The Heart of Dixie has some of the deepest historical roots in America. From famous sites of the Civil Rights Movement, to World War II-era ships, to some of the oldest churches in the country, history buffs will enjoy everything Alabama has to offer. Here are the top 15 historical sites in the state.
Commissioned in 1942, the USS Alabama served in World War II in the Pacific Theater. The ship is one of two remaining ships from this fleet after fighting in over 26 exchanges with the Japanese.
Bethel Baptist Church served as the headquarters for the Alabama Christian Movement for Human Rights in the 1950s and 1960s. Their message focused on civil disobedience and nonviolent action through legal and direct acts, protesting segregation in schools, restaurants, and employment.
Ivy Green is the birthplace of Helen Keller, a woman born deaf and blind who learned how to communicate through her teacher Anne Sullivan. Experience the fascinating and inspirational story by walking through the premises.
One of the first and best known historically black colleges in the nation, the Tuskegee Historic site represents the work of Booker T. Washington and the many attendees who walked the halls. The school provided an industrial and agricultural curriculum for students to form their own local businesses.
In the wake of humanitarian efforts by Dorthea Dix in the early 1800s, Bryce Mental Health facility became an example of what mental health reform should look like. Located on the University of Alabama’s campus, one can take a step back into the time of early medicine and learn what practices looked like.
In the summer of 1963, new students Vivian Malone and James Hood became the first African American students to enroll in the University of Alabama. Governor George Wallace stood in front of the doors in protest in an effort to cling to segregation. The infamous “Schoolhouse Door” incident heightened the push for Civil Rights in the United States.
This site stands as one of the lasting representations of Mississippian culture in the South. Settled sometime in the 10th century, the grounds represent the time before European settlement in the now United States and the people who lived there.
Gaineswood is a look into the beautiful Greek architectural trend that existed in the antebellum South. The 19th century home sits on the grounds of endless trees and greenery, and stands out as one of Alabama’s best kept homes in this era.
Named a national landmark in 1974, the church commemorates where Dr. Martin Luther King Jr. preached for several years. The site represents the fight for justice and equality in the country as one of the many homes of the Civil Rights Movement.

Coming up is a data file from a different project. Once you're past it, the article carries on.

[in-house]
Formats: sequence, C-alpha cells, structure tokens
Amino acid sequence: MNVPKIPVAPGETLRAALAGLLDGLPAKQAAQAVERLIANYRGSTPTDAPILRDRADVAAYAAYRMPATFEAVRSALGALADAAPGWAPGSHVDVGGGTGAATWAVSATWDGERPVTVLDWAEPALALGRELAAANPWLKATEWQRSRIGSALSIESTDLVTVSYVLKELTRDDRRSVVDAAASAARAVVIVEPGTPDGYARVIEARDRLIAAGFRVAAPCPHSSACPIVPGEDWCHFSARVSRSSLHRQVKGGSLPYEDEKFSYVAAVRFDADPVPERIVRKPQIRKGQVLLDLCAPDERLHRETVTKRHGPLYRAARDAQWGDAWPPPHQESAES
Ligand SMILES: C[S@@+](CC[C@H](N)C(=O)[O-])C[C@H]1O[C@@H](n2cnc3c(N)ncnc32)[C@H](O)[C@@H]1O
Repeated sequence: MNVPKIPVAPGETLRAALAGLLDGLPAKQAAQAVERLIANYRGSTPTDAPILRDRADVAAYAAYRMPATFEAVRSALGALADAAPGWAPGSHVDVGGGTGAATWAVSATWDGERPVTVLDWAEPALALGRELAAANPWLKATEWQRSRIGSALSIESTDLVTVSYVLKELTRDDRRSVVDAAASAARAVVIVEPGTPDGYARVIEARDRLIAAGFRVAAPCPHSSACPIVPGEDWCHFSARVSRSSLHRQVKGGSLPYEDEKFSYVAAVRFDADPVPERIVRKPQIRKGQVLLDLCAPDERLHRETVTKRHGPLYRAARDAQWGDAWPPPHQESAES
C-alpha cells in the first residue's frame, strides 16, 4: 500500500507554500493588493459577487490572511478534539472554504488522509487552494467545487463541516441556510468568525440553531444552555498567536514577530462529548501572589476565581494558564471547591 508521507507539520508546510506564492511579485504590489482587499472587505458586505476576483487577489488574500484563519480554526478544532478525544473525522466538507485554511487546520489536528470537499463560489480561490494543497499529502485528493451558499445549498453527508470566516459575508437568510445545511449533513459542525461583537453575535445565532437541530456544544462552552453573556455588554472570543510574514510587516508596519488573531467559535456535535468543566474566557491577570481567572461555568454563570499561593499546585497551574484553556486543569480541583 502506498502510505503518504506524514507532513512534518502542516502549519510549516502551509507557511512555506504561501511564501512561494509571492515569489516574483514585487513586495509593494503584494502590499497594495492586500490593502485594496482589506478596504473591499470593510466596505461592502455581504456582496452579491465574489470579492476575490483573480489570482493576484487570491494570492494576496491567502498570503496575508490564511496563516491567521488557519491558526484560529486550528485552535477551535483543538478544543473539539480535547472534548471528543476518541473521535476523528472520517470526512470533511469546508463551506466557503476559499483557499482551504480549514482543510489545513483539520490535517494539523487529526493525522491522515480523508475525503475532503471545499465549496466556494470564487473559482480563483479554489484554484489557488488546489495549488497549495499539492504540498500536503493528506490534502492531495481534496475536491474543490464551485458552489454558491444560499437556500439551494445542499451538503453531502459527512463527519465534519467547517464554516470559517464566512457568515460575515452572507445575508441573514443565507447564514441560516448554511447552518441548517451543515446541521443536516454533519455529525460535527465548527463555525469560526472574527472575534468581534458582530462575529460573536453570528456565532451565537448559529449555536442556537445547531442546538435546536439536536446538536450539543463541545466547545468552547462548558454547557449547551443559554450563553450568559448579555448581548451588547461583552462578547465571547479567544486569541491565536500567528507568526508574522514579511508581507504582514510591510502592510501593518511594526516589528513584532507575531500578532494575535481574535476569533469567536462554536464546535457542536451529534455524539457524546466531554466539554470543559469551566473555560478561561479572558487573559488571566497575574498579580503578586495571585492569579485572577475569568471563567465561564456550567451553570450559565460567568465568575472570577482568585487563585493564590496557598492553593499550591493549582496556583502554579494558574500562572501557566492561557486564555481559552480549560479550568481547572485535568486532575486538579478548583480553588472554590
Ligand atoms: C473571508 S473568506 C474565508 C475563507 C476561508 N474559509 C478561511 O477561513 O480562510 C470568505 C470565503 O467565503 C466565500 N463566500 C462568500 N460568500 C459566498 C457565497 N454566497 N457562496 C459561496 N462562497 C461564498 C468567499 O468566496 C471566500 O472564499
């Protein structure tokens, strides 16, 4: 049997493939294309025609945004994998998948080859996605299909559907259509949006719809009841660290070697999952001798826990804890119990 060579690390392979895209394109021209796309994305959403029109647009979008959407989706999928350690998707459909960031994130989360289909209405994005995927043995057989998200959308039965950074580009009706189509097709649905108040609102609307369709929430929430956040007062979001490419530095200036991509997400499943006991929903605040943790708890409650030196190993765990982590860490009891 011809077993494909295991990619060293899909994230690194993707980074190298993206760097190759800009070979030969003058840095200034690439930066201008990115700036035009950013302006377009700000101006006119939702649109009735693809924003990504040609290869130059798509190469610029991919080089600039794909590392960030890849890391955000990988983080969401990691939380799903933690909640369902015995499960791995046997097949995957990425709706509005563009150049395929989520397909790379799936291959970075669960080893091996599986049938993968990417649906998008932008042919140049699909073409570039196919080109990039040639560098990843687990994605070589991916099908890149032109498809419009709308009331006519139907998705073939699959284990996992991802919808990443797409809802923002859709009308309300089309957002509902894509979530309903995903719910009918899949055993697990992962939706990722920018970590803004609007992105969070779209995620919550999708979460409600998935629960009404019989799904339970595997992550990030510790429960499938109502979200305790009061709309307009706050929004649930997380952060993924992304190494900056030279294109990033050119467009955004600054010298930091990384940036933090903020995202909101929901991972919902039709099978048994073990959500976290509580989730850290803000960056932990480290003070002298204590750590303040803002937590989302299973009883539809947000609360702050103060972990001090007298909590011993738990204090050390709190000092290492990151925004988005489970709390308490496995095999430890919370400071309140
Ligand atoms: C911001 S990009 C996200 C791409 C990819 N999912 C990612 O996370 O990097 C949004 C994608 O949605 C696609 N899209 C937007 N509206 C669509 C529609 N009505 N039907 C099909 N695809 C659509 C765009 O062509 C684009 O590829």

This home is the birthplace of Alabama native Henry Clayton, a famous judge and legislature in the 19th century. Among many causes, Clay is most noted for his fight for anti-trust laws.
Workers at Sloss Furnaces helped kick start the economy of the city of Birmingham, putting it on the map as an industrial hub in the nation. For 90 years, the furnaces produced mass amounts of iron. Today, you can visit the site for a look into the country’s strong industrial past.
Kelly Ingram Park is yet another significant site in the series of Civil Rights landmarks Alabama holds. In early May of 1963, police retaliated against civil rights demonstrators, who had children among them, for protesting segregation. The incident helped to put the Civil Rights Movement at the forefront of the American cognizance.
Enjoy true crime stories? Visit the Houston Jail. This site is the oldest jail cell in the state of Alabama and the second oldest in the country. You feel as if you are stepping back to the times of log cabins in the 1800s when you visit this site.
The Stevenson Railroad Depot was a major junction at the height of the Civil War. Today, you can visit the depot to learn about the history of the Civil War and the role the invention of trains played in that century.
Located in the heart of Mobile, the Richards House is one of the most stunning examples of Italianate architecture the state has to offer. Popular in the early 19th century among coastal cities, Italianate style homes took on a more intricate form of housing artistry from the Greek architectural revival common in the South. The Richards house truly demonstrates the pinnacle of beauty this style achieves with a marble gallery, Cornelius chandelier, and lace iron work. The house now serves as a museum commemorating the times and architecture styles of this century.